In late 2014 Bernie Sanders came out to Iowa City to speak before a large and enthusiastic crowd at that university town’s venerable independent Prairie Lights Bookstore. It was part of his exploration before finally committing to running for the U.S. presidency as a Democrat. Iowa City was a key spot – a big campus town bastion of liberal Democrats whose support would be needed in the pivotal first-in-the nation Iowa Caucuses in January of 2016.
Sanders spoke well and angrily against economic inequality and its terrible social and political consequences. He made a compelling case for single-payer health insurance, progressive taxation, the restoration of union organizing and collective bargaining rights, and positive climate action.
It was a good progressive-populist talk with some nice identity politics thrown in for the university crowd. It made important points any leftist could applaud.
There were two things missing from Bernie’s presentation, however – a pair of deletions that made me wonder how serious he really was about fighting for the nation’s working-class majority and against the nation’s unelected dictatorship of capital. The first omission did not surprise me: any criticism of the American war and empire (“defense”) machine as a barrier to the progressive policies he advocated for “the middle class.”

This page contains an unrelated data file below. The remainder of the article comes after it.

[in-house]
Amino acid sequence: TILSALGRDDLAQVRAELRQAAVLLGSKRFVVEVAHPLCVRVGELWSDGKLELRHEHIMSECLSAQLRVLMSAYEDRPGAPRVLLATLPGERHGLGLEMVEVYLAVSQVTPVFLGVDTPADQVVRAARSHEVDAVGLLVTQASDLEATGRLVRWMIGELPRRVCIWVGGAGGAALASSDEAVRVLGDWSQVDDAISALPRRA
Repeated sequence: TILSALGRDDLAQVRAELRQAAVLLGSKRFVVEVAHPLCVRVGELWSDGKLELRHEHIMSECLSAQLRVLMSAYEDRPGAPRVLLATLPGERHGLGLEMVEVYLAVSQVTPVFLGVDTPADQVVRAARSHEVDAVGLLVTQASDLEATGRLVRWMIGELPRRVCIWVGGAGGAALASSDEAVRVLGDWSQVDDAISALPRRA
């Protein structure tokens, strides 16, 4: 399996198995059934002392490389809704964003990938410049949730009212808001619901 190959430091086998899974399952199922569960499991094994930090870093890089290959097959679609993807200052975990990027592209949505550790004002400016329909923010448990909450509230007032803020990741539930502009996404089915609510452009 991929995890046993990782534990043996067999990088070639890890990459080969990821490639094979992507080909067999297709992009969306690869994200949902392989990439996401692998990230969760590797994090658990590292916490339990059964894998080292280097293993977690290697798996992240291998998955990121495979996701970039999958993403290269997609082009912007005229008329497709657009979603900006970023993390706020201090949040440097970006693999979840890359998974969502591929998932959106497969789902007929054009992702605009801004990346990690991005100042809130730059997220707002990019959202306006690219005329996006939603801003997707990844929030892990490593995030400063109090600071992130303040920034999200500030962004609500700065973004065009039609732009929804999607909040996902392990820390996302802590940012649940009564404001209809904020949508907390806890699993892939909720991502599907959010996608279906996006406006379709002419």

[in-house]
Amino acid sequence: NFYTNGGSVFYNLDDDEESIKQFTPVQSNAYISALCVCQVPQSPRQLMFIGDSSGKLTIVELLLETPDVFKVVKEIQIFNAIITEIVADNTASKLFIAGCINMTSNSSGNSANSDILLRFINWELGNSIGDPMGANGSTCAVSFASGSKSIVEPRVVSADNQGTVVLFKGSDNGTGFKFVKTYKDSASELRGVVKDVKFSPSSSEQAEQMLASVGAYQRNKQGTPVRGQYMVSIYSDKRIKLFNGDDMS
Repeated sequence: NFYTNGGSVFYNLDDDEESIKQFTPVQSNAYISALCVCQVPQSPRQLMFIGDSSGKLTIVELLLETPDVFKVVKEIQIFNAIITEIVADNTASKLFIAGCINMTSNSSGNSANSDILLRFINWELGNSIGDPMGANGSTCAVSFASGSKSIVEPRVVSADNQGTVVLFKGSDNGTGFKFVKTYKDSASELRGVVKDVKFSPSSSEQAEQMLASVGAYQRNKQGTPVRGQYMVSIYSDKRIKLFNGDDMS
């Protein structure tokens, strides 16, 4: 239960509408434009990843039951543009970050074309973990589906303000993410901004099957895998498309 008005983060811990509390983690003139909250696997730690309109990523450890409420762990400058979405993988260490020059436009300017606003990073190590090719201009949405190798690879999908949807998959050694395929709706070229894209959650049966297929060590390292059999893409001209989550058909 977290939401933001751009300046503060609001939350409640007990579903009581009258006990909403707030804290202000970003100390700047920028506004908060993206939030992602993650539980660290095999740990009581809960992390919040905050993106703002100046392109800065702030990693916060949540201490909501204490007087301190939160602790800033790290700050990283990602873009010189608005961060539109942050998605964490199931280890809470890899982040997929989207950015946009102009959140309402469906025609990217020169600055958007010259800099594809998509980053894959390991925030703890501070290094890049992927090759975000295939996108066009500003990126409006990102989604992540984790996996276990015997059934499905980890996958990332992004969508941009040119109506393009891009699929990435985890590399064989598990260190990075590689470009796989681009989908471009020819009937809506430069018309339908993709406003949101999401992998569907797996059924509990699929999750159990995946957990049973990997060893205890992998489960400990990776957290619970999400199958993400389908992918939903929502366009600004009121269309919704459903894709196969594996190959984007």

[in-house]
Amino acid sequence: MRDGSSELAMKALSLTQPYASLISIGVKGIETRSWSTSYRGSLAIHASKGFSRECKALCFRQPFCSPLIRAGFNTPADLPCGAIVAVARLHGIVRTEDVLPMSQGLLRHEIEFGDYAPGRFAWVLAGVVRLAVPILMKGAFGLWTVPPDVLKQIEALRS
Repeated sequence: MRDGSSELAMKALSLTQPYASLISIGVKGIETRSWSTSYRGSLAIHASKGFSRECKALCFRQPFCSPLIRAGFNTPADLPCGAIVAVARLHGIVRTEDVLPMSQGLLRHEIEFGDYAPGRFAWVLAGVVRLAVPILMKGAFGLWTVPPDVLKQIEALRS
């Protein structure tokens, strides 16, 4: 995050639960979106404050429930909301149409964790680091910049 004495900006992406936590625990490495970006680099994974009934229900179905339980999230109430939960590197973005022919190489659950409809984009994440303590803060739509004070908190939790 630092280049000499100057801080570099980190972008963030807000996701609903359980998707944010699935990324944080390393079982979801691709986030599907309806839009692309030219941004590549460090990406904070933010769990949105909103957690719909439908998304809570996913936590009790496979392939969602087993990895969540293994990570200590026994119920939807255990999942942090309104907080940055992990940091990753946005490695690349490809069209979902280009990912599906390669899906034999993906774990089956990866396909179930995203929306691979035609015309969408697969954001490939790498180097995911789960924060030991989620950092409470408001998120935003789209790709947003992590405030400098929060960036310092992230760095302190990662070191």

As usual, I agree with Street in this essay. One correction though, since the Dems voted overwhelmingly along with the Repukes on the ‘defense’ budget, we now spend 63% of our federal tax dollars on the national security state.
"Poverty is the parent of revolution and crime" - Aristotle "The more I see of the moneyed peoples, the more I understand the guillotine" - George Bernard Shaw "Those who make peaceful revolution impossible, will make violent revolution inevitable" - JFK #SurviveAndRevolt